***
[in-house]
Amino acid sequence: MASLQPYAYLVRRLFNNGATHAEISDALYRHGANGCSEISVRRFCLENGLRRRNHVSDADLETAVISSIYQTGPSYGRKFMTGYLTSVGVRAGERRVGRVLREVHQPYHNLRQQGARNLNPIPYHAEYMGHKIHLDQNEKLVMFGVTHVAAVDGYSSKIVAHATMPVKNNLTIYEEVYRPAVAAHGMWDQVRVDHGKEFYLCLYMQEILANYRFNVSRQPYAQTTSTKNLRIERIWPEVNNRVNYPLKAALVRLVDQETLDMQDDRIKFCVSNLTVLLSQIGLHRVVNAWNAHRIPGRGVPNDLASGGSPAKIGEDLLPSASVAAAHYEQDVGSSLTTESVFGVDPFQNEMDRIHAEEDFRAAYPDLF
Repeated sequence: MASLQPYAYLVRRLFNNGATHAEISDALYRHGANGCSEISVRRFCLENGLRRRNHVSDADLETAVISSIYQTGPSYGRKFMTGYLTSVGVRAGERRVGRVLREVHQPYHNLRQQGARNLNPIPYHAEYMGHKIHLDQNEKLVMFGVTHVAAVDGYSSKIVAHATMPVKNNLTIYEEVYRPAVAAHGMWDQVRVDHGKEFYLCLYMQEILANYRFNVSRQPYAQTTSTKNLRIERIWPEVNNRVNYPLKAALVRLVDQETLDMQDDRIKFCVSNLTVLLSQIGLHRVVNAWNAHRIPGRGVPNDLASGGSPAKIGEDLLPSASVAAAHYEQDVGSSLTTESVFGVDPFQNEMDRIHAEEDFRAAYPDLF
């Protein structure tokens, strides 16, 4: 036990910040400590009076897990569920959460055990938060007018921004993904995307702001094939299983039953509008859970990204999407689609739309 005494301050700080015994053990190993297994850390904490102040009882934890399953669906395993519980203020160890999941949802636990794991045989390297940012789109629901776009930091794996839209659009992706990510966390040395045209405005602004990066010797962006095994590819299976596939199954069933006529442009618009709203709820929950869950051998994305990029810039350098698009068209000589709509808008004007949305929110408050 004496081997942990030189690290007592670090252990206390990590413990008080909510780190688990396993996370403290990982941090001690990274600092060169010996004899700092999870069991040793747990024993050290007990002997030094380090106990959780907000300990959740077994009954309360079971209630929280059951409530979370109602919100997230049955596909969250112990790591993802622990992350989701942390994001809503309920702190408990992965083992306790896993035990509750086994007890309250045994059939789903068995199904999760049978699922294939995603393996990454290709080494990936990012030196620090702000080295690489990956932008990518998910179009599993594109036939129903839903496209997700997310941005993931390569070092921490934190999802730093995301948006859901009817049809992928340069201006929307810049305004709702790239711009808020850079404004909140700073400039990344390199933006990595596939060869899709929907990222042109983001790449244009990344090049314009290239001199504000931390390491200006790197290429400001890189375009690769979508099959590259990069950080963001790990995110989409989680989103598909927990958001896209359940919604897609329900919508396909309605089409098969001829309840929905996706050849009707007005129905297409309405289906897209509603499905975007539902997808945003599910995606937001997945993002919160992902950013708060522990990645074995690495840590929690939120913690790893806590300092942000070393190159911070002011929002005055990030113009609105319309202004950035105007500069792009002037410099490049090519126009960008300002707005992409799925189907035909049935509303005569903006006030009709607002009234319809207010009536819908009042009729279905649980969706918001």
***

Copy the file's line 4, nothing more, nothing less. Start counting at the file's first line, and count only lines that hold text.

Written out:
């Protein structure tokens, strides 16, 4: 036990910040400590009076897990569920959460055990938060007018921004993904995307702001094939299983039953509008859970990204999407689609739309 005494301050700080015994053990190993297994850390904490102040009882934890399953669906395993519980203020160890999941949802636990794991045989390297940012789109629901776009930091794996839209659009992706990510966390040395045209405005602004990066010797962006095994590819299976596939199954069933006529442009618009709203709820929950869950051998994305990029810039350098698009068209000589709509808008004007949305929110408050 004496081997942990030189690290007592670090252990206390990590413990008080909510780190688990396993996370403290990982941090001690990274600092060169010996004899700092999870069991040793747990024993050290007990002997030094380090106990959780907000300990959740077994009954309360079971209630929280059951409530979370109602919100997230049955596909969250112990790591993802622990992350989701942390994001809503309920702190408990992965083992306790896993035990509750086994007890309250045994059939789903068995199904999760049978699922294939995603393996990454290709080494990936990012030196620090702000080295690489990956932008990518998910179009599993594109036939129903839903496209997700997310941005993931390569070092921490934190999802730093995301948006859901009817049809992928340069201006929307810049305004709702790239711009808020850079404004909140700073400039990344390199933006990595596939060869899709929907990222042109983001790449244009990344090049314009290239001199504000931390390491200006790197290429400001890189375009690769979508099959590259990069950080963001790990995110989409989680989103598909927990958001896209359940919604897609329900919508396909309605089409098969001829309840929905996706050849009707007005129905297409309405289906897209509603499905975007539902997808945003599910995606937001997945993002919160992902950013708060522990990645074995690495840590929690939120913690790893806590300092942000070393190159911070002011929002005055990030113009609105319309202004950035105007500069792009002037410099490049090519126009960008300002707005992409799925189907035909049935509303005569903006006030009709607002009234319809207010009536819908009042009729279905649980969706918001």